Screening Seniors Shouldn't Skip

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Screenings can help detect conditions early, when they’re easier to treat. Here’s why it’s important for seniors to stay on track.

As you age, the risk for chronic disease increases. The National Institutes of Health recommends the following screenings for adults age 65 and older:

  • Blood pressure – Having your blood pressure checked at least once every year and keeping it under control can prevent heart disease.
  • Breast cancer – Women ages 65 and older account for almost 50% of new breast cancer cases, according to the American Academy of Family Physicians (AAFP). Screening mammograms are recommended at least every two years starting at age 55.
  • Cholesterol – “High cholesterol is a major risk factor for heart attack and stroke,” said Savitri Ramdial, MD, primary care and geriatric medicine physician at the Medical Group of Mitchell County. “We recommend having a cholesterol screening at least every five years, or more often if you have high cholesterol or other health problems.”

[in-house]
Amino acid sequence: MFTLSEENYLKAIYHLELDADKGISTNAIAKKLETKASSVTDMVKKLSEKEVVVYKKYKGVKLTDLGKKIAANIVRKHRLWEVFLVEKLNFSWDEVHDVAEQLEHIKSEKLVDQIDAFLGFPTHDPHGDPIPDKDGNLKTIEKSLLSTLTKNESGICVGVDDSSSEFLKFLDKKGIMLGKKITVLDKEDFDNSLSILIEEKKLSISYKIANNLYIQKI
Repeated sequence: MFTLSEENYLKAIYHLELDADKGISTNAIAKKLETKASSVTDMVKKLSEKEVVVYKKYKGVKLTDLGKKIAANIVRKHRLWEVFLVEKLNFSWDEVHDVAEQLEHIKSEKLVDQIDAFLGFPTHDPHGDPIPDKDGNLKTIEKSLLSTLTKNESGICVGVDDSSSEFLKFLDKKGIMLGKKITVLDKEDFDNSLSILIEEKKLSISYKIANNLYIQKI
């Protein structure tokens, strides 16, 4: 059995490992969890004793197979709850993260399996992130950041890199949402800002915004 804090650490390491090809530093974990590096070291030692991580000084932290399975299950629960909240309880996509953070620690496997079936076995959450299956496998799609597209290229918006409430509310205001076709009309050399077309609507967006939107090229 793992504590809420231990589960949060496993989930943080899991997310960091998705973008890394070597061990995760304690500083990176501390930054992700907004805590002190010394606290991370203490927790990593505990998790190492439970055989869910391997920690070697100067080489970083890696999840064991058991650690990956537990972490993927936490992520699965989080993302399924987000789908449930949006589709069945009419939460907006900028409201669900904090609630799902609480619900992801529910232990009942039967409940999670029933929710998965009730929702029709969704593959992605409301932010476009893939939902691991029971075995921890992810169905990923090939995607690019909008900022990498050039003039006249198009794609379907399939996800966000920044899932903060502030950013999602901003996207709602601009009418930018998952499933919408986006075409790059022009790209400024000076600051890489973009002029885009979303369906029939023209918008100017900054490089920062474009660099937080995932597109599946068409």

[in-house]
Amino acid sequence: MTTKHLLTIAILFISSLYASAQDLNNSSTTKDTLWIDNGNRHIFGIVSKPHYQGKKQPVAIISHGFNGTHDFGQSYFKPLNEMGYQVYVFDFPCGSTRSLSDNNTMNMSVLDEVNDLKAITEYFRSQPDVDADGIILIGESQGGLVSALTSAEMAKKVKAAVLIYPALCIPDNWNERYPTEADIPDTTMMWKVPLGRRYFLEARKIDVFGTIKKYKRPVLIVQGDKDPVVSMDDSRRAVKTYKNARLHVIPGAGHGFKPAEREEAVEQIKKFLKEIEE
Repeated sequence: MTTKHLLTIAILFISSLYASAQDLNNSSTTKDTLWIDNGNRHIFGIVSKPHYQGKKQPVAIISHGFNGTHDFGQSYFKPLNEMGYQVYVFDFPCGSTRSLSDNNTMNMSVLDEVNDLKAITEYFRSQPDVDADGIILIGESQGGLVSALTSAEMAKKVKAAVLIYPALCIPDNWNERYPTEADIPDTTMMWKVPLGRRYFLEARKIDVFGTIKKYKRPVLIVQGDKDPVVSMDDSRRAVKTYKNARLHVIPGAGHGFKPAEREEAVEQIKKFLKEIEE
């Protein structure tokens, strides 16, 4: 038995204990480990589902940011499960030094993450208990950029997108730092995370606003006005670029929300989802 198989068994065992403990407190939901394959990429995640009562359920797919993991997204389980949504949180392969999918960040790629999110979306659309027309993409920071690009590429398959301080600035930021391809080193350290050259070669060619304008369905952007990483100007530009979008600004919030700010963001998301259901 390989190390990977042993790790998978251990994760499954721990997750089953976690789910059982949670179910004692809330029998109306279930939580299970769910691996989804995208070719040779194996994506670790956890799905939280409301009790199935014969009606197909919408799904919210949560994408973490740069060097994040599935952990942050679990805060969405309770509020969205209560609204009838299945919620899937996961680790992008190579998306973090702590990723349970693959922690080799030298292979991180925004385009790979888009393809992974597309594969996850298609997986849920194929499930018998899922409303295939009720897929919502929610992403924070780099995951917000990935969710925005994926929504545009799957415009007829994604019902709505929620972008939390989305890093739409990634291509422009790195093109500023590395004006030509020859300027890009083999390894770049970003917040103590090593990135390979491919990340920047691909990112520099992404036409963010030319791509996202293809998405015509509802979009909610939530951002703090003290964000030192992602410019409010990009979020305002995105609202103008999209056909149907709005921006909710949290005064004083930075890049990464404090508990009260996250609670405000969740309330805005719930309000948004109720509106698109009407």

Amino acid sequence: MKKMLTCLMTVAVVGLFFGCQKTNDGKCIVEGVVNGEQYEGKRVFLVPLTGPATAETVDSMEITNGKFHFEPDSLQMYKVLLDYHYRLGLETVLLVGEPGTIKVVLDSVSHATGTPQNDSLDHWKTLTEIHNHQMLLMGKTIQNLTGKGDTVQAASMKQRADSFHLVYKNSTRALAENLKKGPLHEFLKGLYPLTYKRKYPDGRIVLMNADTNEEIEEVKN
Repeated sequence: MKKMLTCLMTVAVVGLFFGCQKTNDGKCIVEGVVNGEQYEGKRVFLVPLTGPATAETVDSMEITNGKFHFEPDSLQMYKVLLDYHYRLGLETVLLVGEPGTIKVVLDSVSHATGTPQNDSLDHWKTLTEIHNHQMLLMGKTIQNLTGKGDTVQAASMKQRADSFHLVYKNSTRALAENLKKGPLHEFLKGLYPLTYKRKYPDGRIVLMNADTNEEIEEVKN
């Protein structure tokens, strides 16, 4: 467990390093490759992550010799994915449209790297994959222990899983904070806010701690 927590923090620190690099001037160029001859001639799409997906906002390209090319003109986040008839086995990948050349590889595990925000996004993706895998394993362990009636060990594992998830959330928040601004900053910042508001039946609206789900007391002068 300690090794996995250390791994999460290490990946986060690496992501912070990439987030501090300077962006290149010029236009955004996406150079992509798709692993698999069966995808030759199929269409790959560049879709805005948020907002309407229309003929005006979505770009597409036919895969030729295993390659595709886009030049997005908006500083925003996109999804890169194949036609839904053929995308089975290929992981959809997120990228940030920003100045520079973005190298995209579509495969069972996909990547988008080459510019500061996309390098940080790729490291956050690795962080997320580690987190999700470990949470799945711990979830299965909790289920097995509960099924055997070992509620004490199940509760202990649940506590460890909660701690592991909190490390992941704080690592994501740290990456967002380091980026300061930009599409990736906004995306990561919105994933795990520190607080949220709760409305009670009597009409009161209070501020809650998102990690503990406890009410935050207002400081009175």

• Colorectal cancer – Two-thirds of new colorectal cancer cases occur in people ages 65 and older, according to the AAFP. Regular colonoscopies can prevent and even eliminate this cancer.
  • Diabetes – 25% of Americans ages 65 and older have diabetes, according to the American Diabetes Association. Get screened for diabetes every three years or more often if you have risk factors for the disease.
  • Osteoporosis – “This disease is a major concern for women, but it also affects a significant number of men,” Dr. Ramdial said. “Women older than age 64 should have a bone density scan, and men should ask their physician if it’s appropriate for them.”

Schedule an appointment with a geriatric medicine specialist at the Medical Group of Mitchell County by calling 229.384.6895.


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